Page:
“He will put an end to the sacrifices and offerings. Then as a climax to all his terrible deeds, he will set up a sacrilegious object that causes desecration, until the end that has been decreed is poured out on this defiler.” Daniel 9:27 (NLT)
Daniel 9:27 and Daniel 11:21-45 are clear references to the Antichrist. Yet both were partially fulfilled in the life of Antiochus IV Epiphanes. Likewise, the ultimate fulfillment of Malachi 4 requires a second individual.
The Elijah of the End Times
Some have put forward the argument that John the Baptist completely fulfilled the prophecy of Malachi 4:5 to send “the prophet Elijah before the great and dreadful day of the Lord arrives.” They say that the appearance of John the Baptist over 2,000 years before the great and dreadful day of the Lord qualifies as his coming “before” that day.
Yet the Lord Jesus did not think in such terms. In fact, when He first came, He specifically told the people of His generation that the Day of the Lord had not arrived. He did this in His own hometown of Nazareth, where He read a prophecy from Isaiah and, by exclusion, proclaimed it only partially fulfilled:
"When he came to the village of Nazareth, his boyhood home, he went as usual to the synagogue on the Sabbath and stood up to read the Scriptures. The scroll of Isaiah the prophet was handed to him. He unrolled the scroll and found the place where this was written: ‘The Spirit of the Lord is upon me, for he has anointed me to bring Good News to the poor. He has sent me to proclaim that captives will be released, that the blind will see, that the oppressed will be set free, and that the time of the Lord’s favor has come.’ He rolled up the scroll, handed it back to the attendant, and sat down. All eyes in the synagogue looked at him intently. Then he began to speak to them. ‘The Scripture you’ve just heard has been fulfilled this very day!’” Luke 4:16-21 (NLT)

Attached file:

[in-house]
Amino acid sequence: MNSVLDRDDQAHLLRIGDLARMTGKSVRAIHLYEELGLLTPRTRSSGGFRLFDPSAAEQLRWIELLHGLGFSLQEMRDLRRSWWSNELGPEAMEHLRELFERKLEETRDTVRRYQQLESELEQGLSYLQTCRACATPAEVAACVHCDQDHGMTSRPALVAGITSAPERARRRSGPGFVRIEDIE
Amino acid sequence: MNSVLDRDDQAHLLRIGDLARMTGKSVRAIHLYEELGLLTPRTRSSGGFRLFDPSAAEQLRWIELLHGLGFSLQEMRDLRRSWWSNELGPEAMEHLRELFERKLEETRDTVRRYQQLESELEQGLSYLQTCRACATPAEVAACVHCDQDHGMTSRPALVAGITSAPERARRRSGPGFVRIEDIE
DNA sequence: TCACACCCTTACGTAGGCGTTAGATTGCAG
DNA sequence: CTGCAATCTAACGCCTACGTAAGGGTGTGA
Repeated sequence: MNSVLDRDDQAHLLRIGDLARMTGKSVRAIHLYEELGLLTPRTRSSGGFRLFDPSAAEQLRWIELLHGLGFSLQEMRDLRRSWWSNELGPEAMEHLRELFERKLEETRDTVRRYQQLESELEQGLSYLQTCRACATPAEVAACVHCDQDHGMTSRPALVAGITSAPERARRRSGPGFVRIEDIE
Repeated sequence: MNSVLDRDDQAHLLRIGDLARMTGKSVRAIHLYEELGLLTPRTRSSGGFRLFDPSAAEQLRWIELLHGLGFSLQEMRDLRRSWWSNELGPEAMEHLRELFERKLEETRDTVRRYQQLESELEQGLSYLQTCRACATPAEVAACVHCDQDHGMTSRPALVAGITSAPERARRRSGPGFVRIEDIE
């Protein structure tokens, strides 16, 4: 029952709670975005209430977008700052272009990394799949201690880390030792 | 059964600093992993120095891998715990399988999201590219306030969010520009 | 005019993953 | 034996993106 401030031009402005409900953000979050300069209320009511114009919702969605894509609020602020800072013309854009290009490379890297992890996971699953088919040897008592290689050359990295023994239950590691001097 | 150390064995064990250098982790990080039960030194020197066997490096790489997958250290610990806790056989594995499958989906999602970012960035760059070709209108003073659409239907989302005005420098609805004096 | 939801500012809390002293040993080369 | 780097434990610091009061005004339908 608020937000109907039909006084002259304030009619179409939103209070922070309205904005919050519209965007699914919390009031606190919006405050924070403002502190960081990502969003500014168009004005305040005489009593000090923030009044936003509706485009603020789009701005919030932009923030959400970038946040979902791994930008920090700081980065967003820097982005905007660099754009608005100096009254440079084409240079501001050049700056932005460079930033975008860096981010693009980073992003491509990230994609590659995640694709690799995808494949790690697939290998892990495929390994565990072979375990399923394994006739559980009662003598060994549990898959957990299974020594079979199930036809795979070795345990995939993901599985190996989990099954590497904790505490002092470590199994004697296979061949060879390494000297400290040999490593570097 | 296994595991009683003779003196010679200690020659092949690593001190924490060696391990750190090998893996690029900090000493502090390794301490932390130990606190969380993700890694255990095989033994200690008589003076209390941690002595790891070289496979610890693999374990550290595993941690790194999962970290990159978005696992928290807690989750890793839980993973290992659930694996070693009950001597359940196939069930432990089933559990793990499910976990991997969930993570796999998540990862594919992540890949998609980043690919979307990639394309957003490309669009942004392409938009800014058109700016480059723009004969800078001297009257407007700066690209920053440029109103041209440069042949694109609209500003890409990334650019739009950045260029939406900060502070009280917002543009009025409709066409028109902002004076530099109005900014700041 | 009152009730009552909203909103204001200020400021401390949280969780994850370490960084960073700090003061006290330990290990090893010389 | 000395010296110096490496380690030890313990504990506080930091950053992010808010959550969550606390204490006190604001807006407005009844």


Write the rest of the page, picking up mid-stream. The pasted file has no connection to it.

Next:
This prophecy was indeed fulfilled on that very day by the Lord Jesus Christ. But let’s examine the same verses in their entirety:
“The Spirit of the Sovereign Lord is upon me, for the Lord has anointed me to bring good news to the poor. He has sent me to comfort the brokenhearted and to proclaim that captives will be released and prisoners will be freed. He has sent me to tell those who mourn that the time of the Lord’s favor has come, and with it, the day of God’s anger against their enemies.” Isaiah 61:1-2 (NLT)
Jesus specifically chose not to read the final part of verse two, “and with it, the day of God’s anger against their enemies.” This verse is a direct reference to the Day of the Lord Almighty, the same day referenced in Malachi 4. Jesus was telling us that this day is still a future event.
In the Book of Revelation, the Lord promises to send two witnesses prior to the Day of Lord Almighty:
“And I will give power to my two witnesses, and they will be clothed in burlap and will prophesy during those 1,260 days. These two prophets are the two olive trees and the two lampstands that stand before the Lord of all the earth. If anyone tries to harm them, fire flashes from their mouths and consumes their enemies. This is how anyone who tries to harm them must die. They have power to shut the sky so that no rain will fall for as long as they prophesy. And they have the power to turn the rivers and oceans into blood, and to strike the earth with every kind of plague as often as they wish.” Revelation 11:3-6 (NLT)